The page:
There was a decrease in the luminosity of the concentrated juice regarding the centrifuged juice and consequently an increase in haze. Concerning the color 'a' parameter, the juices within the range that characterizes the color green, and the feed (centrifuged juice) and the concentrated juices presented the same intensity of this color. Color 'b' parameter presented values within the range of the color yellow for the single strength and concentrated juices, and the single strength juice presented the highest intensity of this color.

The results of the mineral analyses are shown in Table 3. Regarding the human dietary daily intake, the results obtained for the contents of magnesium, phosphorous, potassium, and calcium in the concentrated juice presented a threefold increase. The contents of iron and copper presented a fourfold increase and those of manganese and zinc presented a five fold increase. It must be pointed out that the content of minerals of the concentrated juice was similar and even higher to the volumetric concentration factor of the process.

 

 

The result of the preference test and purchase intention of the concentrated juice by reverse osmosis and the three commercial brands of the concentrated pineapple juice is presented in Table 4.

 

 

In the preference test, the concentrated juice by reverse osmosis obtained the highest mean (5.7) when compared with the commercial samples 1, 2, and 3 (means 4.6, 4.9 and 4.0, respectively). Through the analysis of the variance (ANOVA) and Fisher, it was verified that the difference between the concentrate juice by reverse osmosis and the commercial brands was significant (p < 0.05).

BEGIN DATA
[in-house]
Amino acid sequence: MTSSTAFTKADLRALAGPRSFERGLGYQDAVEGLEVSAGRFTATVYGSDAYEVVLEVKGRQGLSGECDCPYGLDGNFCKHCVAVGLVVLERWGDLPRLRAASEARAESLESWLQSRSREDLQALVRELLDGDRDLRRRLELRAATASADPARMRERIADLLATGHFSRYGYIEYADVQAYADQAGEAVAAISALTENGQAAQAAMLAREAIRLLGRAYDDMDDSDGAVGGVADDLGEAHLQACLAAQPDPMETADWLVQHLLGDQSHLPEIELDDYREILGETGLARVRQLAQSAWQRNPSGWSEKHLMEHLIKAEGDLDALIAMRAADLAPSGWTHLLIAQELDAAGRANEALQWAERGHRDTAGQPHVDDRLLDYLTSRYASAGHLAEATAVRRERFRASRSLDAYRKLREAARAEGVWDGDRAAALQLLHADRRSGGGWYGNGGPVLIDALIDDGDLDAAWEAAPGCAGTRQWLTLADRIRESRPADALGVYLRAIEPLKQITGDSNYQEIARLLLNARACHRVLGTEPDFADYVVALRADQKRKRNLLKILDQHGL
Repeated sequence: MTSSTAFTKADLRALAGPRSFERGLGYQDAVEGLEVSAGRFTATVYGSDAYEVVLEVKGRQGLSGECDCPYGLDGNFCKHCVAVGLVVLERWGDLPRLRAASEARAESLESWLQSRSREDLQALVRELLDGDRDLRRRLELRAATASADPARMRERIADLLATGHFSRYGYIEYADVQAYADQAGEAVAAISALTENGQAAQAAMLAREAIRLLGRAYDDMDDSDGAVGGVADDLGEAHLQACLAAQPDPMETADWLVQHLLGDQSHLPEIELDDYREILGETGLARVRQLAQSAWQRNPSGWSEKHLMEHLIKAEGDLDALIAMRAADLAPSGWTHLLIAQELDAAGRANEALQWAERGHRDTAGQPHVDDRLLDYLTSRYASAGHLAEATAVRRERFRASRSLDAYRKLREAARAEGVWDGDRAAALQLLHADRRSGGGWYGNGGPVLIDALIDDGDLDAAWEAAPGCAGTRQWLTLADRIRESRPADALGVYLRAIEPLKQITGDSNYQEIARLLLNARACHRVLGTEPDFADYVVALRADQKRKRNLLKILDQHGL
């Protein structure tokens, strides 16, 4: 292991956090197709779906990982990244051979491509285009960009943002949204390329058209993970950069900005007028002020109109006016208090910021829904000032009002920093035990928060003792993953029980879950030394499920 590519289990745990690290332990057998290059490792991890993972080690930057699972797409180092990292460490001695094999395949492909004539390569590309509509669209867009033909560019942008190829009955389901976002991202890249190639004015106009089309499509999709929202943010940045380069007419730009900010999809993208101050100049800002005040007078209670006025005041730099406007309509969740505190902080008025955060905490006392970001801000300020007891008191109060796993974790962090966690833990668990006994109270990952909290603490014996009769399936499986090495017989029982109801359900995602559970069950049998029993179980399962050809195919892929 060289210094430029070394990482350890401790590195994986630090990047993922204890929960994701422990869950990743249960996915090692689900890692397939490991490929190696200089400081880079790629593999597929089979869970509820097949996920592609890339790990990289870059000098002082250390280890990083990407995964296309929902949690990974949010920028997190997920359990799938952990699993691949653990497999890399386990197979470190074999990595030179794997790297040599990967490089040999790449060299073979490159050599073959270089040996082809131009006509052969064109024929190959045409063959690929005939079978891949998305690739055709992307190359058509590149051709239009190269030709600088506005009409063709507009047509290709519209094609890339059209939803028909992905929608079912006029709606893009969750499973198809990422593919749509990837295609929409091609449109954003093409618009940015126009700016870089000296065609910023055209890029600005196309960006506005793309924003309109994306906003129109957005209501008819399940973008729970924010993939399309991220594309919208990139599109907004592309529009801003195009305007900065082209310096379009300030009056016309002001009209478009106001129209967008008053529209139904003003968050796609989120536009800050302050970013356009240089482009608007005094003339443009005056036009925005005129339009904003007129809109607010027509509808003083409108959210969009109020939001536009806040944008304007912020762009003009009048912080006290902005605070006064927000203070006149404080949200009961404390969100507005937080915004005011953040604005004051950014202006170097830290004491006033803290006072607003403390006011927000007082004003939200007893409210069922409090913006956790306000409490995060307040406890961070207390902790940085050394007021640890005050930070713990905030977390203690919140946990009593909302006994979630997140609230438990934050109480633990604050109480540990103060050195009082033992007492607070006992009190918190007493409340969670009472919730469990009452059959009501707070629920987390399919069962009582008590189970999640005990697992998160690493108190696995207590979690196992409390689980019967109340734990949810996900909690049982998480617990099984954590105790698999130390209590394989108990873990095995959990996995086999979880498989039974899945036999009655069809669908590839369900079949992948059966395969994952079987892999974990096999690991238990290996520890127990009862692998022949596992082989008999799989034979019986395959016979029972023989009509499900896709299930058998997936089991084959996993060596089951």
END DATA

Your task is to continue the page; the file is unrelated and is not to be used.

The consumer purchase intention and the consumer preference presented the same tendency with a mean of 4.5 for the concentrated juice by reverse osmosis and 3.4, 3.6, and 3.2 for the commercial samples 1, 2, and 3, respectively.

Again, the purchase intention for the concentrated juice by reverse osmosis was higher than the commercial ones (p < 0.05).

 

4 Conclusions

The reverse osmosis process was effective in the pre-concentration of the pineapple juice resulting in a juice with a soluble solids content of 31 °Brix when processed at 60 bar and 20 °C.

The 60 bar and 20 °C were the consumers' preferred conditions and were utilized for the concentration process of the pineapple centrifuged juice.

It was observed that the juice concentrated by reverse osmosis was chosen as favourite by consumers when compared to the brands of commercial pineapple juice. This result suggests that the reverse osmosis process was able to maintain its sensory characteristics in relation to the juice used as a feed showing that, like conventional concentration processes, the reverse osmosis did not affect the compounds responsible for the sensory characteristics.

 

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Received 2/2/2010
Accepted 4/11/2010 (004654)